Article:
SgxSpectre attack can violate sensitive data stored in Intel SGX enclaves

by Linas Kiguolis - -

The newest Spectre attack dubbed as SgxSpectre can expose sensitive data stored in SGX enclaves at risk 

SgxSpectre - another Spectre attack that pose risk to sensitive data

Spectre-Meltdown CPU flaw[1] detected at the beginning of 2018 pose more of a challenge than it was expected by Microsoft, Intel, and other tech giants. Not only it managed to extend from Intel and AMD chips to Skylake, Kaby Lake, Coffee Lake chips; it allowed hackers to initiate multiple malware distribution campaigns[2] and software-based attacks.

At the beginning of March 2018, a group of six IT researchers from Ohio State University detected a new variant of Spectre attack dubbed as SgxSpectre, which can be used for cracking Intel's Software Guard Extensions (SGX) enclaves which are responsible for the isolation of sensitive components. In fact, the data guarded by these enclaves is probably most sensitive of all since operating system's components are not allowed to interact with the enclave-protected data.

Caroline Trippel and Daniel Lustig, researchers from Princeton University, and Margaret Martonosi from Nvidia foreseen the possibility of such attacks and outlined the scenario in a scientific work called “MeltdownPrime and SpectrePrime: Automatically-Synthesized Attacks Exploiting. Invalidation-Based Coherence Protocols.”[3] These are the newest Meltdown and Spectre vulnerabilities that can end up with sensitive data attacked.

Previous Meltdown and Spectre vulnerabilities did not have access to sensitive data protected by SGX

Intel's Software Guard Extensions (SGX) is a relatively new feature, which is available in modern Intel's' processors. It allows creating so-called enclaves for software protection, which deals with extremely sensitive data and coding information.

The aftereffects of the previous Spectre and Meltdown attacks on the SGX were not clear. Nevertheless, the immunity of the SGX enclaves raised many questions from the very beginning. It turned out that neither of these vulnerabilities exhibit traits allowing to crack SGX protection, but apparently hackers target for the data inside the enclaves. That's why SgxSpectre evolved.

According to SgxSpectre vulnerability researchers,[4] the vulnerability allows the exploitation of “the race condition between the injected, speculatively executed memory references, which lead to side-channel observable cache traces, and the latency of the branch resolution.” Currently, the vulnerability can affect Intel SGX, SDK, Rust-SGX, and Graphene-SDX.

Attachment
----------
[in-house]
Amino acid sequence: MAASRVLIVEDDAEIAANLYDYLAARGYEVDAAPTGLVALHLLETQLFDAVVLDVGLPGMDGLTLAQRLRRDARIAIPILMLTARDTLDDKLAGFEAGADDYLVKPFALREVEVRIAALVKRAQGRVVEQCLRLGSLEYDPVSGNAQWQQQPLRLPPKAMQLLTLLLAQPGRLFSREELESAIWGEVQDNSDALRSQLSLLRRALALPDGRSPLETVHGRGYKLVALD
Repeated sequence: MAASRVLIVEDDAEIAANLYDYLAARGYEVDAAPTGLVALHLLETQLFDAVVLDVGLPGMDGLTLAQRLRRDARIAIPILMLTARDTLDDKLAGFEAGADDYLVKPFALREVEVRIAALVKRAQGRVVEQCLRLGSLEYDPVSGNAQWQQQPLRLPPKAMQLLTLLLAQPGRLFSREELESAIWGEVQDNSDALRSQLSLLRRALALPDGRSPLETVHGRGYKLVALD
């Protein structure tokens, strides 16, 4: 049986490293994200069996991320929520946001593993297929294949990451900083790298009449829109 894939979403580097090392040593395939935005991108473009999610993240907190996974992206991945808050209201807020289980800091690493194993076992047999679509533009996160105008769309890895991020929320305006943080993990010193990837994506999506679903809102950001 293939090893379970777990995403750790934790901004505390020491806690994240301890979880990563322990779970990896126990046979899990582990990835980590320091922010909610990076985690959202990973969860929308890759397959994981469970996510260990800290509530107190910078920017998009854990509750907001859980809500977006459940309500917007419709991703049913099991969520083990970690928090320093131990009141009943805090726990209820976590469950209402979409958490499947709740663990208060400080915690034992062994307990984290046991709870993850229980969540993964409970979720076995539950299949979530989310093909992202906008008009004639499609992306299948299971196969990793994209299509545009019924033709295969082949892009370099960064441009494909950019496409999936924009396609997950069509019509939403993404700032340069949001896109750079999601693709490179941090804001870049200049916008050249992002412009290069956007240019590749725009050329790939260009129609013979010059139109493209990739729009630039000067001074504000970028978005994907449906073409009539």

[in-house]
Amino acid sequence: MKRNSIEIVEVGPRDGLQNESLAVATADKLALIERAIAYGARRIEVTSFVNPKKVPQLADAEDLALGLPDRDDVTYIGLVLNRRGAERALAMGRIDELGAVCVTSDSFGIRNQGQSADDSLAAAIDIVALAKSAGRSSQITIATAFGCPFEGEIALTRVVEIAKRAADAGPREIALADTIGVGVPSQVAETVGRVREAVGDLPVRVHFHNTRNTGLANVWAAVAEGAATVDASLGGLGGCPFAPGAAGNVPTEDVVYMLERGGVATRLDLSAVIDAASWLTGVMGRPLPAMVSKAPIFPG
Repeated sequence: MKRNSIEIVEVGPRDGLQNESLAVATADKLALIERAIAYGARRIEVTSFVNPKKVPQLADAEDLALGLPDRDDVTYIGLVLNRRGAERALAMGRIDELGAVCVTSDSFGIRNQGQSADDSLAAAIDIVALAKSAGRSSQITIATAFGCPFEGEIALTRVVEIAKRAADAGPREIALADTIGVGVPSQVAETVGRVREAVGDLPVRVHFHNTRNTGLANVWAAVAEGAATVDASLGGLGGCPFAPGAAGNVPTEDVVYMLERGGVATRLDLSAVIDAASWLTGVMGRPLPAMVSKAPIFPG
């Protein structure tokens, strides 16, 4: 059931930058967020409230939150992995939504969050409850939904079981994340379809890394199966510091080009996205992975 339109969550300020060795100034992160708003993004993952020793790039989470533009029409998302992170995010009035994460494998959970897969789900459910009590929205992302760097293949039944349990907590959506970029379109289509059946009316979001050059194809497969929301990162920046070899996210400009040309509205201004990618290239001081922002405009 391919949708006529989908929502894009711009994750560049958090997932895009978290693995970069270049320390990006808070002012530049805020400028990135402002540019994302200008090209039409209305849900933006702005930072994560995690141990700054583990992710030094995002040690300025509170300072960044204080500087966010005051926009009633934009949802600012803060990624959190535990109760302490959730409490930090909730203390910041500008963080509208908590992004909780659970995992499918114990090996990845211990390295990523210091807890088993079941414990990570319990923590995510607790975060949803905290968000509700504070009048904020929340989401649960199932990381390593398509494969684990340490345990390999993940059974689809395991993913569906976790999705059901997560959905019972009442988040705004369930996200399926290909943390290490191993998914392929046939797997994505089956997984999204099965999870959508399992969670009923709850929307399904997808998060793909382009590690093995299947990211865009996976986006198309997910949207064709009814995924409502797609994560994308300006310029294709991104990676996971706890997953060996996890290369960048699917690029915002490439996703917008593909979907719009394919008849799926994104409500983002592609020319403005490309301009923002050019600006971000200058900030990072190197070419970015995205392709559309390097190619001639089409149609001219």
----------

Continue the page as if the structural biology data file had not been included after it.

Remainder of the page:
The system can be affected when a specific code pattern in software libraries is enabled. The attacker that targets for the information kept within enclaves employ speculative execution and perform the prediction of enclave code by looking for small variations of cache size. As explained by the researchers,

The branch prediction units used in the enclave mode for predicting branch targets are not thoroughly cleansed upon enclave entrance. Therefore, code outside the targeted enclave (either running in the unprotected memory region or in another enclave) can manipulate the targets of the branch prediction inside the targeted enclave.

Intel has released a vulnerability scanning tool

The whole procedure might seem difficult for people who are not entangled in IT world. In a nutshell, with the help of Meltdown and Spectre vulnerabilities, hackers found a way to exploit the weaknesses of SDX code patters. These vulnerabilities subsequently allow hackers to modify SDK runtime libraries and attack any system developed with the Intel's official SGX SDK.

Intel and Microsoft reacted to the detected Meltdown and Spectre vulnerability immediately and started releasing patches. Unfortunately, not all of them are working, so it's a must to follow the news about this vulnerability.

Indirect Branch Restricted Speculation (IBRS) is one of the fixes represented by Intel. It addresses the Spectre Variant with the provision of adapted microcode. However, this patch is not oriented to SGX SDK vulnerability.
The deadline for the SgxSpectre patch release date is March 16, 2018. App developers will have to change older SDK version with the one that Intel is about to release into the SGX-based apps.

Those who want to check whether their PC's contain vulnerable codes, specialists created a vulnerability scanning tool,[5] which verifies enclave programs and checks code patters. In case SgxPectre exploits are detected, the user will be warned and urged to install the toolkit developed by Intel along with outdated software development toolkit for SGX application providers.

About the author

Linas Kiguolis
Linas Kiguolis - IT professional

Linas Kiguolis is a qualified IT expert that loves sharing his excellent knowledge about problems in Windows and Mac operating systems. Linas’ insights often help other team members find quick solutions for visitors of UGetFix site.

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